It snowed on the 20th and then overnight, and on the 21st I woke up to find a soft blanket of snow everywhere! It melted off pretty quickly wherever there was sun, but when I came home from church at noon, my house front still looked like this.
When we first arrived in Trastevere, Dad was Extremely Dubious. There was graffiti everywhere, even on the door of the apartment complex where we were staying. I could see it written on his face: he had half a mind to turn back to the rental van and ask to be taken somewhere else with no graffiti. There IS no such place in Rome. Graffiti is EVERYWHERE... on the outside of buildings, at least.
Despite my reassurances, it took a couple of days for the graffiti reality to sink in and for Dad to realize that the presence of graffiti did not mean that we were in a Bad Neighborhood. It was all over the subway, even.
In fact we were in a very pleasant neighborhood, just 100 meters away from the Piazza Santa Maria in Trastevere.
This is our street, the Via del Moro, at dusk. Tons of families out and walking about, window shopping and having a good time. We went out a couple of evenings ourselves, to listen to street music and get pizza takeout. It was great!
Gelato is the best, and gelato at Giolitti's is even better!
We got takeout pizza in Trastevere and brought it back to our apartment. Heavenly!
Most of our meals, though, were home-cooked. We made bread pudding (in the picture) with the great Roman bread we got in the bakery, and lots of pasta dishes: marinara, puttanesca, and alfredo... all with fresh local ingredients. YUM!
Dad really enjoyed shopping at the open-air market. We got some amazing grapes there, and delectable basil, and scrumptious apples!
This was the BEST site in Greece. It helped that we got there early, before the tourist crowds really began to pile in, but it was huge and it was cool and it was situated in beautiful countryside and it had some really interesting temple ruins.
You can see how big the ruins are- two drums of the (mostly fallen) columns are almost as tall as Mom and Dad!
The Acropolis is SOOO crowded, even in the "off season." And you can't go directly up to the Parthenon, nor even get within spitting distance of it. The site is full of guards with whistles who blow it shrilly every time a person gets too close or touches the sacred marble.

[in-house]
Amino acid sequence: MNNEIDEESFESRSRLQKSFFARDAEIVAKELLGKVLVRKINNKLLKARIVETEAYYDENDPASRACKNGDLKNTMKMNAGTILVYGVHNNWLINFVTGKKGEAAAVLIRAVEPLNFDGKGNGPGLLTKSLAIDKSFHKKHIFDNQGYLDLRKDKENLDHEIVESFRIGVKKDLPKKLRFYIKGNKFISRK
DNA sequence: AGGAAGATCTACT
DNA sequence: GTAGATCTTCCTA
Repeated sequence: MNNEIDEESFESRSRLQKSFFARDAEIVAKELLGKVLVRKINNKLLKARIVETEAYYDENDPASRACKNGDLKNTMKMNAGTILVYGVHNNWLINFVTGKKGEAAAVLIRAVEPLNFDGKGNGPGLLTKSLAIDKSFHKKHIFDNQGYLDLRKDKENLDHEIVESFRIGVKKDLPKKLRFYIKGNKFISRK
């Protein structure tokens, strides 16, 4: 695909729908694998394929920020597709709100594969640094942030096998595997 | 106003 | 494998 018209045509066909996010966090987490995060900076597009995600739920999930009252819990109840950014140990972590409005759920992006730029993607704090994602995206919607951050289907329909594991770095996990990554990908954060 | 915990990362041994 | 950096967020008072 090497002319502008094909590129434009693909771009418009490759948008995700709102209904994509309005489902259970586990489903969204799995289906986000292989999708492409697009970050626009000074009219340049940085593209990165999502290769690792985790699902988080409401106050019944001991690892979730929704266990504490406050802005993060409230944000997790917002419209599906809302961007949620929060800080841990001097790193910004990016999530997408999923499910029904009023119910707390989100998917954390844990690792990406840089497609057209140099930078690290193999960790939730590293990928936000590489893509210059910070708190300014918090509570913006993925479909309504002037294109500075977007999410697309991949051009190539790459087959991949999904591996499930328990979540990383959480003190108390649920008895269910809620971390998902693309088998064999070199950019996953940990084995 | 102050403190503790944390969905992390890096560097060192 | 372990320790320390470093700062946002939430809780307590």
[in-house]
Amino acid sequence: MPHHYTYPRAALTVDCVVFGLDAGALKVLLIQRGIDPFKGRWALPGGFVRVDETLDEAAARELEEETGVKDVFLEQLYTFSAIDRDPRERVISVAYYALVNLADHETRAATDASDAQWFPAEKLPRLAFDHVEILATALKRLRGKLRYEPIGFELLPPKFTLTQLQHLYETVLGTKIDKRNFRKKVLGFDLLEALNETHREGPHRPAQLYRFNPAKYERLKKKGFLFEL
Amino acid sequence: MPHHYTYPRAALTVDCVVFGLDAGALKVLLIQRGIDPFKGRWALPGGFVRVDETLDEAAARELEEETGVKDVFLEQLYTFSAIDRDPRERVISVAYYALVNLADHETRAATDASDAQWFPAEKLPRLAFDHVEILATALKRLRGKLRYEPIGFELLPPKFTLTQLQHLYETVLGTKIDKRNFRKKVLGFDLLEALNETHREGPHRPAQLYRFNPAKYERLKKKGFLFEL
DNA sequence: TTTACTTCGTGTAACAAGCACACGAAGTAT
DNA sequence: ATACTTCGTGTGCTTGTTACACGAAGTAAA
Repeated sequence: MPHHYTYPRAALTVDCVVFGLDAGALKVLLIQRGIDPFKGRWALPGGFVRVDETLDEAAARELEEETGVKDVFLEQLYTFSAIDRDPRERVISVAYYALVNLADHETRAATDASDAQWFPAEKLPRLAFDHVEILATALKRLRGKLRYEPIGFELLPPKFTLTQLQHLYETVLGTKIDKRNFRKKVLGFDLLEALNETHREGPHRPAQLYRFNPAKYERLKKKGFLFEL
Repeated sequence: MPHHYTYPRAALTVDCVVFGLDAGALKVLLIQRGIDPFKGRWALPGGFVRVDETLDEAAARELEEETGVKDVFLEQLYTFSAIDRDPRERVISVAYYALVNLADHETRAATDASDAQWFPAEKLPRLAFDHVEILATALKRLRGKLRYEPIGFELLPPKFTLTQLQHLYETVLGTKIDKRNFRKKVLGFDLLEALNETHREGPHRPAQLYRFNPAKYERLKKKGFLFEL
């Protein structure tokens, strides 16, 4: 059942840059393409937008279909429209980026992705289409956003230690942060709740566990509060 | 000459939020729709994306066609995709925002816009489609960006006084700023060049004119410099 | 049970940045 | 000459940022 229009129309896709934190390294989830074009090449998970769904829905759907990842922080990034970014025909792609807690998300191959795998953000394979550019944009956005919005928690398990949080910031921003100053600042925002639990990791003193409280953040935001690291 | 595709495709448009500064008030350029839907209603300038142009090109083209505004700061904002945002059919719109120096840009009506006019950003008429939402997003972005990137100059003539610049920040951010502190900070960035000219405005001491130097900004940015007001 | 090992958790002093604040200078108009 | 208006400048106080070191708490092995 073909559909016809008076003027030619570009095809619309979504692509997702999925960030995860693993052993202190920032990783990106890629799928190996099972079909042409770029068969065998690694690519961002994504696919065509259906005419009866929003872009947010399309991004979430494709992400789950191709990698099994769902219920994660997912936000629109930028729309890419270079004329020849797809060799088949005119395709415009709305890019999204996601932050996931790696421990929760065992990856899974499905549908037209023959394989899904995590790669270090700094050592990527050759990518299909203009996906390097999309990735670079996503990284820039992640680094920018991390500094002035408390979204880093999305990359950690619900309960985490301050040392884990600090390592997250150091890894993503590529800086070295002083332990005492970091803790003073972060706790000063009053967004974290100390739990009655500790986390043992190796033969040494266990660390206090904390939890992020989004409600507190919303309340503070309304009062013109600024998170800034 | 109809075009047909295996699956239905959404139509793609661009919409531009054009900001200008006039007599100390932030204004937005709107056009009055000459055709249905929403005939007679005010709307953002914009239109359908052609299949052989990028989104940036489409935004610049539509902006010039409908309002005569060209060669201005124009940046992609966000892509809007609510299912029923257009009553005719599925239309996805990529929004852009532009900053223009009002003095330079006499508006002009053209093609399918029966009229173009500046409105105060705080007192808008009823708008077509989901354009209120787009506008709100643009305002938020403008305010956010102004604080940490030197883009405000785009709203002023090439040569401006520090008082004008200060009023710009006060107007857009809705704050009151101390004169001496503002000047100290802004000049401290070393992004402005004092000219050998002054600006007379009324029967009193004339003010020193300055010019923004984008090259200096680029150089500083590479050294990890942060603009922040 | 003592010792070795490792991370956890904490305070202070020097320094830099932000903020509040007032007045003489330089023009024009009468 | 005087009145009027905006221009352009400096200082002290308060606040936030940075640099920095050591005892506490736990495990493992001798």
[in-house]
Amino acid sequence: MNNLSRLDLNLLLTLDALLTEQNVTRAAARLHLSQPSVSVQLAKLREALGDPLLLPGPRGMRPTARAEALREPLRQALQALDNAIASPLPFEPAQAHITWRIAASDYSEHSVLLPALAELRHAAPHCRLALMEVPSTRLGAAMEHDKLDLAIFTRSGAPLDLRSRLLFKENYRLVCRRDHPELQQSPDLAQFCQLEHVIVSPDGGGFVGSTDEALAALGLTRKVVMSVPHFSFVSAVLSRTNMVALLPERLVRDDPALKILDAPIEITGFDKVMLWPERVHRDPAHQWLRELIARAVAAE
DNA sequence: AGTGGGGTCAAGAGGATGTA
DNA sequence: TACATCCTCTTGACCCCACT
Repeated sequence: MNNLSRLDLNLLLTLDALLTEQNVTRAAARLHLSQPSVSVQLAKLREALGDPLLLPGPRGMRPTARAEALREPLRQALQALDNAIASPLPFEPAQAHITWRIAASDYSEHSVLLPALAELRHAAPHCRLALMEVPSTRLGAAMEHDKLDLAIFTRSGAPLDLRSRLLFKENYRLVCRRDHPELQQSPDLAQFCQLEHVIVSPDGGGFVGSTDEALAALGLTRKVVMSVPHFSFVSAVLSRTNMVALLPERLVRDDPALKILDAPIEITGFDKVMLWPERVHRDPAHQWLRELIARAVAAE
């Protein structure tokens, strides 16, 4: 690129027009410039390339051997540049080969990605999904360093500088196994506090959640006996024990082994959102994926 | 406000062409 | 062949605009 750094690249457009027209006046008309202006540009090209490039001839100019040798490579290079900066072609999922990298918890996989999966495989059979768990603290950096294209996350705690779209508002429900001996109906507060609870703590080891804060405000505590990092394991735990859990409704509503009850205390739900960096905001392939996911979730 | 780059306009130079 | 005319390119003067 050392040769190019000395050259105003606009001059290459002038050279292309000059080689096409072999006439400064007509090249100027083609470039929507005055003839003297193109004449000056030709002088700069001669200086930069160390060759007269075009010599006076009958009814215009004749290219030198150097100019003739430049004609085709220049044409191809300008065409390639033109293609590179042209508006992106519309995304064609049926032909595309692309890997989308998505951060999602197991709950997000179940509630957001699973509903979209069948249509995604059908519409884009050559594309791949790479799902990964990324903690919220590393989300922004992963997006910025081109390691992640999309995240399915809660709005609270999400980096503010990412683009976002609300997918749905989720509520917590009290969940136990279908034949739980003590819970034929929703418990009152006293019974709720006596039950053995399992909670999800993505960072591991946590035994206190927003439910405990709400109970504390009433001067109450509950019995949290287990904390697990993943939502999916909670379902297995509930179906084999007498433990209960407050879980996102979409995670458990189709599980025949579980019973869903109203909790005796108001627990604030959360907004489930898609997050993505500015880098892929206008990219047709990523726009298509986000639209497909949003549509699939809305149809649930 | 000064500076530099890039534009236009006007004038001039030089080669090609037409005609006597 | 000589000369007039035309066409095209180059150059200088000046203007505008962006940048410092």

Getting a picture of oneself or one's group in front of the Parthenon without fifteen thousand other tourists is likewise impossible. And the interior is ALL cluttered up with scaffolding.
Though the Parthenon was (despite all these handicaps) very impressive, I found I preferred the Erechtheion, also on the Acropolis.
The famous porch of the Maidens was particularly lovely, though again you couldn't get at all close.
A lot of our dinners were takeout from Savvas, a very delicious and cheap restaurant that is a whizz at souvlaki and gyros. We'd take it back to our hotel and picnic there.
We did go out to a couple of restaurants, and the best was at ancient Olympia. We went to a taverna where we started with eggplant dip and giant beans (sort of like limas in shape but tasting more like great northerns).
Our main dishes were lamb- one with lemon/egg sauce, dill and artichoke hearts, one with a savory sauce and rice, both delicious-- and a mouthwatering vegetarian dish of zucchini, eggplant, onions, tomatoes, potatoes.
Baklava was not as easy to find as you might think, but some stores carried an astonishing array.
I am a keen amateur photographer, an avid traveler, a dedicated researcher. My main area of interest is the European middle ages although I like history and culture, especially social history, of all eras and regions. I am especially fond of good architecture and I am really, really fond of reptiles.
I usually post this blog to share highlights from my travels with family and friends. If you are a potential friend wandering by, you are welcome; any of my art or nature images posted here are available for non profit personal or study use, and if reproduced I ask that I be credited as photographer.